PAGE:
Wednesday, September 27, 2006

Tango Legends and a Story

Villoldo and his criollo tango, “Sacame una película, gordito”

ho was the fat guy in question that attracted Villoldo’s curiosity?

No other but an Italian that came to our city in 1905 fronting the choir of an opera company that stayed in Buenos Aires when his partners left.

This character had jobs as pianist at cafés where writers, theater people, and journalists used to go. But his destiny was another one. The beginnings of cinema tempted him. So in 1908 he became the pioneer of Argentine cinema when he made the first film with script in its history. His name was Mario Gallo.

He had two partners for the distribution of foreign movies. Later he shot short documentaries like “Plazas y paseos de Buenos Aires” (Plazas and promenades of Buenos Aires) and lastly he began “El fusilamiento de Dorrego” (the shooting of Dorrego) with actors of our theater milieu.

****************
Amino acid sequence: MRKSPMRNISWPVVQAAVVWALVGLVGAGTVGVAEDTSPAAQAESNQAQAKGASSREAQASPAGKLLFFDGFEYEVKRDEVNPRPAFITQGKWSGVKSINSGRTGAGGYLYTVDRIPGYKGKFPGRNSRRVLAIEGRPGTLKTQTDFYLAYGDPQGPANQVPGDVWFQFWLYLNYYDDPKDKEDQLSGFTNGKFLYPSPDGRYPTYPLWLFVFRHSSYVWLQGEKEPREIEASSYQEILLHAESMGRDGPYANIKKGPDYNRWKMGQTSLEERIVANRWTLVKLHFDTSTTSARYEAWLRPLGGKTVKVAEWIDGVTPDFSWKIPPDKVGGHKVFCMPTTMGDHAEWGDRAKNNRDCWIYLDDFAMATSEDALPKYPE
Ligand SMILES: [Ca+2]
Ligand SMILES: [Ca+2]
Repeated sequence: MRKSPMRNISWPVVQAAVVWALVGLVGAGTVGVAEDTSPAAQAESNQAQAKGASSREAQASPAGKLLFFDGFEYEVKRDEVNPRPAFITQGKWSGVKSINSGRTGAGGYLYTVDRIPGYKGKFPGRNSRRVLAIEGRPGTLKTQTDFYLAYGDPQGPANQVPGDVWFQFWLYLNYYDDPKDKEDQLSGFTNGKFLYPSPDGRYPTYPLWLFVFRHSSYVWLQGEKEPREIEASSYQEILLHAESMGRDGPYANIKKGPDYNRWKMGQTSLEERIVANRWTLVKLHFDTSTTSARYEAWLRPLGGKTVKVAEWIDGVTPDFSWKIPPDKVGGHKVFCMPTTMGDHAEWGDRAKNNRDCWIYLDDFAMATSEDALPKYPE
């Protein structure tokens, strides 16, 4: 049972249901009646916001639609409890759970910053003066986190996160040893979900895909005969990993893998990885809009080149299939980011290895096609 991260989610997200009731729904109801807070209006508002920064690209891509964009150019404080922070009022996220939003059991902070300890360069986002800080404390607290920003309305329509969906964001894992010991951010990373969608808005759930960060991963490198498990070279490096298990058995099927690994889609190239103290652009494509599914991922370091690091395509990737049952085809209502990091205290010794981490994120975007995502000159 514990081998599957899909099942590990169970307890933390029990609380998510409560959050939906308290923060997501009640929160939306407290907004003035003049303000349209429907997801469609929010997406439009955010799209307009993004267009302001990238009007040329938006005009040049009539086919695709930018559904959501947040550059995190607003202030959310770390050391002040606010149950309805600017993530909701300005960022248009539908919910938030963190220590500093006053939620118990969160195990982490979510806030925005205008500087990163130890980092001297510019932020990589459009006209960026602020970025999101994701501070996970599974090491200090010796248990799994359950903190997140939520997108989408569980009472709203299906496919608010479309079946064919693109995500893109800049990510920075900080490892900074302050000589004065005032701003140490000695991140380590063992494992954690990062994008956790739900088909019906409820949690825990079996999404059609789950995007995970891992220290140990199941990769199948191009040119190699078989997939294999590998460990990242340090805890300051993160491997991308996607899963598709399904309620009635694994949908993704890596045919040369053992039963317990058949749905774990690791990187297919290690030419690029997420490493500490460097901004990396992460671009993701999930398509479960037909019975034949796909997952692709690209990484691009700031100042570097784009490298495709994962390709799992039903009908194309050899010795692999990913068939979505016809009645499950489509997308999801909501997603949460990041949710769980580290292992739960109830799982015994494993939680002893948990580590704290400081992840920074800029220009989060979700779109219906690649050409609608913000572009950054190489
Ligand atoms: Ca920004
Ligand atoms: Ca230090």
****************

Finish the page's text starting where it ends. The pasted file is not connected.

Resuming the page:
Mario Gallo

Thereafter he shot “Juan Moreira”. It was adapted by a future man of tango, José González Castillo and the young actor Enrique Muiño was starred. Around 1910 he shot “La creación del himno” (the creation of the anthem) and “La revolución de mayo” (The revolution of May). The same year he made “Muerte civil” (Civil death) starring the tragic Italian Giovanni Grasso.

Later on, among other titles, it’s worthwhile to highlight “La batalla de Maipú” (The battle of Maipú), shot in the location that today occupies the River Plate stadium and, previously, a race track. The actors that played the role of San Martín and O´Higgins had never before rode on horseback. Because of that they fell to the ground when they tried the historical embrace.

Gallo left his imprint in the industry of cinema and opened the big screen to the historic genre. He had his years of fame. As the history of tango includes a great portion of the daily history of our city and of our country too, someone paid attention to him. In this case, a founding name like that of Ángel Villoldo’s.

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